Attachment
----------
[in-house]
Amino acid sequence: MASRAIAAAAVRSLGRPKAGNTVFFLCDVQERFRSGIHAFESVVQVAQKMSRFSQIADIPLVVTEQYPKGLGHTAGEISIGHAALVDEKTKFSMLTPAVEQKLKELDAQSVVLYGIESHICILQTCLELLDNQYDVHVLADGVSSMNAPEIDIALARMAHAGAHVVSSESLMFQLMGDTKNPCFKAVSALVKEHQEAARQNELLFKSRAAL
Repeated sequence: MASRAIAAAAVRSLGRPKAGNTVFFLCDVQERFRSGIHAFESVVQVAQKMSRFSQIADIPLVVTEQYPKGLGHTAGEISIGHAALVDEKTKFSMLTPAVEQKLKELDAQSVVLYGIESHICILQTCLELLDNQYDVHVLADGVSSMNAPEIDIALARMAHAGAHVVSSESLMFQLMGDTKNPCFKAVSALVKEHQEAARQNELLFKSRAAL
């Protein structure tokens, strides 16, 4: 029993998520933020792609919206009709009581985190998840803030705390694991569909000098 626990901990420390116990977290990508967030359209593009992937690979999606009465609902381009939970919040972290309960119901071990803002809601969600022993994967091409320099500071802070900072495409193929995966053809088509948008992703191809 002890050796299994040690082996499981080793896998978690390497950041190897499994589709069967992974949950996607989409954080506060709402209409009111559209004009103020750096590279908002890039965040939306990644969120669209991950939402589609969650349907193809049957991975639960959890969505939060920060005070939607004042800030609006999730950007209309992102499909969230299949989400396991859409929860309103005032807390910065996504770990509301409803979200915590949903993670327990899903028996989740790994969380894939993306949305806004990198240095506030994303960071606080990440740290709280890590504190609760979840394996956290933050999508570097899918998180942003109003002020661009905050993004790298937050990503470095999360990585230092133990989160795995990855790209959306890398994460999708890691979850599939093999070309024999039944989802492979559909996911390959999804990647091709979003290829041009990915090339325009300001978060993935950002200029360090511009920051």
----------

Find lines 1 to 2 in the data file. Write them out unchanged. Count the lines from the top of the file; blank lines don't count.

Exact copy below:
[in-house]
Amino acid sequence: MASRAIAAAAVRSLGRPKAGNTVFFLCDVQERFRSGIHAFESVVQVAQKMSRFSQIADIPLVVTEQYPKGLGHTAGEISIGHAALVDEKTKFSMLTPAVEQKLKELDAQSVVLYGIESHICILQTCLELLDNQYDVHVLADGVSSMNAPEIDIALARMAHAGAHVVSSESLMFQLMGDTKNPCFKAVSALVKEHQEAARQNELLFKSRAAL